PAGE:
Here comes Mr. Jordan & partisan rotation in government
Welcome to The Fulcrum’s daily weekday e-newsletter where insiders and outsiders to politics are informed, meet, talk, and act to repair our democracy and make it live and work in our everyday lives.
As one of its first acts after taking control of the House of Representatives, Republicans chose not to attack inflation, public health needs, a drought that threatens farmland in the rural West, or even the immigration crisis at the southern border, but rather “approved a GOP resolution to create a select subcommittee that Republicans say will launch a far-reaching examination of the agencies and people that investigated Donald Trump.”
The vote to create what Republicans provocatively called the “Select Subcommittee on the Weaponization of the Federal Government,” was 221 to 211, with every Democrat opposed, thus dispelling the notion that there is a “moderate” wing of the Republican Party that will resist efforts of the far-right to turn House proceedings into a circus for the next two years.
Despite the red wave fizzling in the 2022 elections, the president’s party still lost seats in the House of Representatives. Because such an outcome has occurred in 16 of the last 18 midterms, expecting it has become conventional wisdom.
But another electoral expectation has been met in 15 of the last 18 presidential elections. Its 83 percent accuracy rate nearly matches the rate of 89 percent for midterm results in the House. Yet the likely presidential outcome remains hidden.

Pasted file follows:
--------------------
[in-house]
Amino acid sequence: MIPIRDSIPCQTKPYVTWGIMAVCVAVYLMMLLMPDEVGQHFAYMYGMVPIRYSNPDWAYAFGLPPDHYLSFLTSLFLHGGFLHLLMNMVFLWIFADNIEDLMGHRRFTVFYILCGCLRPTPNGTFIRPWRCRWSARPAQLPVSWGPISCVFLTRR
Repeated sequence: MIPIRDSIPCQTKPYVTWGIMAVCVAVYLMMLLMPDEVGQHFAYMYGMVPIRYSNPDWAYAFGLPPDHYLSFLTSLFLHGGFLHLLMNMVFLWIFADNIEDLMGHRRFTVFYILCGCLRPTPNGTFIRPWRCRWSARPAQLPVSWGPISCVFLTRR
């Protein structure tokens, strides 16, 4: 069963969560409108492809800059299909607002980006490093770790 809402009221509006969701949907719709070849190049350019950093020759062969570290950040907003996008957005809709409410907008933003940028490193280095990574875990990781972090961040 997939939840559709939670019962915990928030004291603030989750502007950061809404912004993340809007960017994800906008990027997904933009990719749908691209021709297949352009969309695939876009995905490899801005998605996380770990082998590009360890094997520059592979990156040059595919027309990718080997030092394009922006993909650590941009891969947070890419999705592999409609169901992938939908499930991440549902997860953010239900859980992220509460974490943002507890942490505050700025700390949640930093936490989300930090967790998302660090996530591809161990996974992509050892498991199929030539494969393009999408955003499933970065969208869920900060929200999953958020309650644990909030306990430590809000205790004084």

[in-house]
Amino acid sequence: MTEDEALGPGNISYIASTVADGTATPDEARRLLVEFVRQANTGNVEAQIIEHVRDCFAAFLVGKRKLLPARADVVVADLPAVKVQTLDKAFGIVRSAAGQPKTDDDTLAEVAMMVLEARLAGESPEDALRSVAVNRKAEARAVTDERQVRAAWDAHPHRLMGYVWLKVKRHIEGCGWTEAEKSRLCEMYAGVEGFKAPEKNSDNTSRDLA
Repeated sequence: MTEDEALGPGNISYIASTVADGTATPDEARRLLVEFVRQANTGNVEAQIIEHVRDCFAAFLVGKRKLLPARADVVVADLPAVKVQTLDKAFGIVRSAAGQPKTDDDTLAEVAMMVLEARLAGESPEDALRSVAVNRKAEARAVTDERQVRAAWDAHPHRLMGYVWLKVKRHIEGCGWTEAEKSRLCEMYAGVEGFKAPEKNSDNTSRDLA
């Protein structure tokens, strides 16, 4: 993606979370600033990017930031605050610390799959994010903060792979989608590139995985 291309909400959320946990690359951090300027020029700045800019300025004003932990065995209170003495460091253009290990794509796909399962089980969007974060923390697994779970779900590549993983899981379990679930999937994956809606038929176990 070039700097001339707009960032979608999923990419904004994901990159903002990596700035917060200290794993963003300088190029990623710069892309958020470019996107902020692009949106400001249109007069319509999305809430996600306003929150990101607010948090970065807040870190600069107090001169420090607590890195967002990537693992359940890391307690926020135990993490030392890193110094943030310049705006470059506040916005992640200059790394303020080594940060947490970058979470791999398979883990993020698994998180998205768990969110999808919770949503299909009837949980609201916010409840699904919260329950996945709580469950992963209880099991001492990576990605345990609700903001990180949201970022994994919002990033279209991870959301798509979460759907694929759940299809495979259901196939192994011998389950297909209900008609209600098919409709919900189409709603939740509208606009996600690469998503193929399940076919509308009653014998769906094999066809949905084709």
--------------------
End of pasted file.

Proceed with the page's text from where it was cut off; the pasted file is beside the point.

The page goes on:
The expectation? That the two parties will take eight-year turns occupying the White House.
One way to help solve America's polarization crisis is to hang out with someone not like you. Someone who sees the world differently or comes from a cultural background, social class, racial or ethnic group other than your own.
While social media, political elites and national news outlets profit from polarization, the rest of us do not. This episode looks at one highly successful local initiative to push back against the conflict entrepreneurs who want to make us angry, fearful and divided. The show’s guest is Liz Joyner, founder and President of The Village Square, a non-profit based in Tallahassee, Florida, dedicated to reviving civic connections across divisions inside American communities.
From The Fulcrum’s co-publisher, Debilyn Molineaux:
Happy New Year! As we kick off 2023, there is so much going on. I’m nostalgic about the “old times” when winter was slower and there were resting points between campaigns. Or at least, it seemed that way when I wasn’t as plugged into the daily grind of politics.
The media seems to be focused on the classified documents found in two locations connected to President Biden. The comparisons are inevitable, with talking points, charts and of course, blame.
My mind steered in a different direction, and we’d like your take on it. Moving is such a chaotic process – and many hands are required to pack up. I imagined aides and assistants throwing papers in boxes, not knowing the contents. Or being directed to do so.
How might we provide a more secure process for documents marked classified, such that when administrations leave, they don’t accidentally or on purpose, take classified information with them?
This scenario causes me to wonder how many classified documents have left with the former office holder in the past? More than we are comfortable with, I’m sure.
Please feel free to Email your responses to The Fulcrum. Responses received by Thursday, January 19th at Noon ET will be considered for publication this Friday.